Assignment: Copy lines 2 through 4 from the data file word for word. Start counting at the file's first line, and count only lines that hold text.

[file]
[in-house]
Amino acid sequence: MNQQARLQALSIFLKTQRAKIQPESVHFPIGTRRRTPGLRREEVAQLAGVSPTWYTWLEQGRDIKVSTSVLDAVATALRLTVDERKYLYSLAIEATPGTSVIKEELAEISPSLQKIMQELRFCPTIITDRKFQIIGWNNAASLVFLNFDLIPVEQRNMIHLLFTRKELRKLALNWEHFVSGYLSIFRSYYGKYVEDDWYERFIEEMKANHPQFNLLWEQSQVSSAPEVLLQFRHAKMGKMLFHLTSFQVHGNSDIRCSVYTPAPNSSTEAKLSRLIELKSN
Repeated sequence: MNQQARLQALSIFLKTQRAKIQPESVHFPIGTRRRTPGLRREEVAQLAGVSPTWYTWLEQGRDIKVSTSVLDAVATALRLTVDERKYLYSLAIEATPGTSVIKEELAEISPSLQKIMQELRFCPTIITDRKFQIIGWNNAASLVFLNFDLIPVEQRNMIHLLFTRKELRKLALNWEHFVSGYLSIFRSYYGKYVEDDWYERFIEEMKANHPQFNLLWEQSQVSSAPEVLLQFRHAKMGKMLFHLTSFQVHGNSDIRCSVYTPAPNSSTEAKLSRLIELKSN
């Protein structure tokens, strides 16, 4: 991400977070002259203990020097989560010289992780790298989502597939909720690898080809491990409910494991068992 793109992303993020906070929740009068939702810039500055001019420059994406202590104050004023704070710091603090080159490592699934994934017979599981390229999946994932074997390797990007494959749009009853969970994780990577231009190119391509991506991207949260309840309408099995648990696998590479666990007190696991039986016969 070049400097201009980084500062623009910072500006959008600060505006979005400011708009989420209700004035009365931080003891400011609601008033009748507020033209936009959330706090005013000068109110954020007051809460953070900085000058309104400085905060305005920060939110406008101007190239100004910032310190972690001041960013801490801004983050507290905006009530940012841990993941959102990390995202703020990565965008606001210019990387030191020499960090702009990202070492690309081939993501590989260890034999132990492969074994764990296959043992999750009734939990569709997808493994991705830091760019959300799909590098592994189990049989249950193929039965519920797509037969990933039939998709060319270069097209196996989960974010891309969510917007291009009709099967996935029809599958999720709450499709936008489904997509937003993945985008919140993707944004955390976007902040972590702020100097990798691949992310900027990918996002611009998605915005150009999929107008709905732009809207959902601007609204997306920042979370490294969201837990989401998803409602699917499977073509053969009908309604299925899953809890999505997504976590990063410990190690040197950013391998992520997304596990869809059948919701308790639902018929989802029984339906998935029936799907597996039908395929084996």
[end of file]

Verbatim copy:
Amino acid sequence: MNQQARLQALSIFLKTQRAKIQPESVHFPIGTRRRTPGLRREEVAQLAGVSPTWYTWLEQGRDIKVSTSVLDAVATALRLTVDERKYLYSLAIEATPGTSVIKEELAEISPSLQKIMQELRFCPTIITDRKFQIIGWNNAASLVFLNFDLIPVEQRNMIHLLFTRKELRKLALNWEHFVSGYLSIFRSYYGKYVEDDWYERFIEEMKANHPQFNLLWEQSQVSSAPEVLLQFRHAKMGKMLFHLTSFQVHGNSDIRCSVYTPAPNSSTEAKLSRLIELKSN
Repeated sequence: MNQQARLQALSIFLKTQRAKIQPESVHFPIGTRRRTPGLRREEVAQLAGVSPTWYTWLEQGRDIKVSTSVLDAVATALRLTVDERKYLYSLAIEATPGTSVIKEELAEISPSLQKIMQELRFCPTIITDRKFQIIGWNNAASLVFLNFDLIPVEQRNMIHLLFTRKELRKLALNWEHFVSGYLSIFRSYYGKYVEDDWYERFIEEMKANHPQFNLLWEQSQVSSAPEVLLQFRHAKMGKMLFHLTSFQVHGNSDIRCSVYTPAPNSSTEAKLSRLIELKSN
């Protein structure tokens, strides 16, 4: 991400977070002259203990020097989560010289992780790298989502597939909720690898080809491990409910494991068992 793109992303993020906070929740009068939702810039500055001019420059994406202590104050004023704070710091603090080159490592699934994934017979599981390229999946994932074997390797990007494959749009009853969970994780990577231009190119391509991506991207949260309840309408099995648990696998590479666990007190696991039986016969 070049400097201009980084500062623009910072500006959008600060505006979005400011708009989420209700004035009365931080003891400011609601008033009748507020033209936009959330706090005013000068109110954020007051809460953070900085000058309104400085905060305005920060939110406008101007190239100004910032310190972690001041960013801490801004983050507290905006009530940012841990993941959102990390995202703020990565965008606001210019990387030191020499960090702009990202070492690309081939993501590989260890034999132990492969074994764990296959043992999750009734939990569709997808493994991705830091760019959300799909590098592994189990049989249950193929039965519920797509037969990933039939998709060319270069097209196996989960974010891309969510917007291009009709099967996935029809599958999720709450499709936008489904997509937003993945985008919140993707944004955390976007902040972590702020100097990798691949992310900027990918996002611009998605915005150009999929107008709905732009809207959902601007609204997306920042979370490294969201837990989401998803409602699917499977073509053969009908309604299925899953809890999505997504976590990063410990190690040197950013391998992520997304596990869809059948919701308790639902018929989802029984339906998935029936799907597996039908395929084996």